US Equities See Largest Weekly Outflow Among Major Economies at $9.1B

US equities saw $9.1 billion in outflows last week, the largest among all major economies, Deutsche Bank data showed. European equities recorded the smallest outflows as they appear less affected by the elevated interest rates compared to their US counterparts.

Europe’s STOXX 600 More than Doubled S&P 500’s Returns in 2023

The US equity market saw the biggest outflows last week of $9.1 billion, according to data by Deutsche Bank. European equities, on the other hand, recorded the weakest outflows among big economies.

The divergence in outflows comes as global stock investors find European markets more appealing than their US counterparts. The US equity investors are struggling to secure strong returns this year as rising interest rates make future profits for US tech companies less valuable.

Data shows that banks accounted for almost 17% of the STOXX 600 index as they benefited more from the tight monetary policy, rising around 20% and heading for their highest most significant gains in almost five years. STOXX 600 is a European stock index tracking 600 large, mid, and small-cap companies in the region.

Conversely, 35% of stocks representing the US S&P 500 index are tech companies, which gained just 9% since the start of the year in the high-interest rate environment. In broad terms, the STOXX 600 rose 8% year-to-date, compared to the S&P 500’s gains of just 3.8%. According to Refinitiv, this marks the strongest STOXX 600’s performance against its US counterpart since 2017.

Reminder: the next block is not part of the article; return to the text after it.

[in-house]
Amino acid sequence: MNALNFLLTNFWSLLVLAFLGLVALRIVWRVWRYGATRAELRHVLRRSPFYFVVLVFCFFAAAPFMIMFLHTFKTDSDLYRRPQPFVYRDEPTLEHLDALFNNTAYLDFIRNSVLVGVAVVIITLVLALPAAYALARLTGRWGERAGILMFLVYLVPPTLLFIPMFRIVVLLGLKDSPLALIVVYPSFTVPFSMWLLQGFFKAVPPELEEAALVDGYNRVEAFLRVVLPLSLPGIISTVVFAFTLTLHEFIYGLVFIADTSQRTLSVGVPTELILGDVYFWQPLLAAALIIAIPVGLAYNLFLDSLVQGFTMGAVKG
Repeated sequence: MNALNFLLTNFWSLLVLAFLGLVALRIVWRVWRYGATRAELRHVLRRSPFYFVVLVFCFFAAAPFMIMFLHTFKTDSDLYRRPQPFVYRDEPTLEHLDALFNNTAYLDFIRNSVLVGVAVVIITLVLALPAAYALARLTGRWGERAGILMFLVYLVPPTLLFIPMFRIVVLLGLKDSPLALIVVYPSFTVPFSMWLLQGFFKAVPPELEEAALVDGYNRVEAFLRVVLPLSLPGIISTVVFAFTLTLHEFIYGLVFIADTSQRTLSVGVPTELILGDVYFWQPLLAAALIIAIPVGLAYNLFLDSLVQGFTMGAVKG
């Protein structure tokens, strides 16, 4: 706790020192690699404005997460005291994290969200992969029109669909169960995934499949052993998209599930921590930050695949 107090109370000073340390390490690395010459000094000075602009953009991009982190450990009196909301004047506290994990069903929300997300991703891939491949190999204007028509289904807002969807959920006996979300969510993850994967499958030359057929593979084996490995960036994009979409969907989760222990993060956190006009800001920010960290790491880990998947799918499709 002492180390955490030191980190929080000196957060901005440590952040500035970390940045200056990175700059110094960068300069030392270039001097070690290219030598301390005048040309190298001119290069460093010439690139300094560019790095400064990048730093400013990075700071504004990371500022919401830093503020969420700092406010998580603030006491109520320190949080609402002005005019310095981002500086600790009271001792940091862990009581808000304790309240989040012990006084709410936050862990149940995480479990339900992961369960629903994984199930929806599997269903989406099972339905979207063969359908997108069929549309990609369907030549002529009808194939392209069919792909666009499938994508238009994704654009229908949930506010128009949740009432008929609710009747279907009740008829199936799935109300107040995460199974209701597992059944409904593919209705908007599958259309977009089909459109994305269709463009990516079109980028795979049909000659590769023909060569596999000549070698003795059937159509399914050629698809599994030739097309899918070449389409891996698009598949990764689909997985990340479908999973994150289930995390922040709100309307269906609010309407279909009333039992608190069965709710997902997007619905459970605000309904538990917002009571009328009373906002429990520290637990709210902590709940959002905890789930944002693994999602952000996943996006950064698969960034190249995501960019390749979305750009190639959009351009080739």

“In a market that prefers value-style investments in a high interest-rate environment, that clearly works in Europe’s favour.”

– Edward Stanford, head of European equity strategy at HSBC.

JPMorgan strategist Hugh Gimber said the European equity market is well-positioned to maintain its current rally through 2023. The “attractiveness is not only at the index level but also within sectors as well,” he added.

US Equities More Affected by High-Interest Rates

The main factor behind this trend is that elevated interest rates are affecting the US equity market more than its European peer.

Even though the Fed’s first rate increase in 2023 was considerably smaller than those seen last year, the most recent inflation data suggested that the hikes could continue for the time being. Namely, while consumer price index (CPI) print showed that inflation fell for the seventh consecutive month in January, the Fed’s preferred gauge of inflation rose more than expected last month.

As a result, the Fed officials said the bank would raise interest rates above 5%, though it is uncertain how far it will go. The Fed will announce its next rate hike at its upcoming policy meeting on March 21-22.

This article originally appeared on The Tokenist

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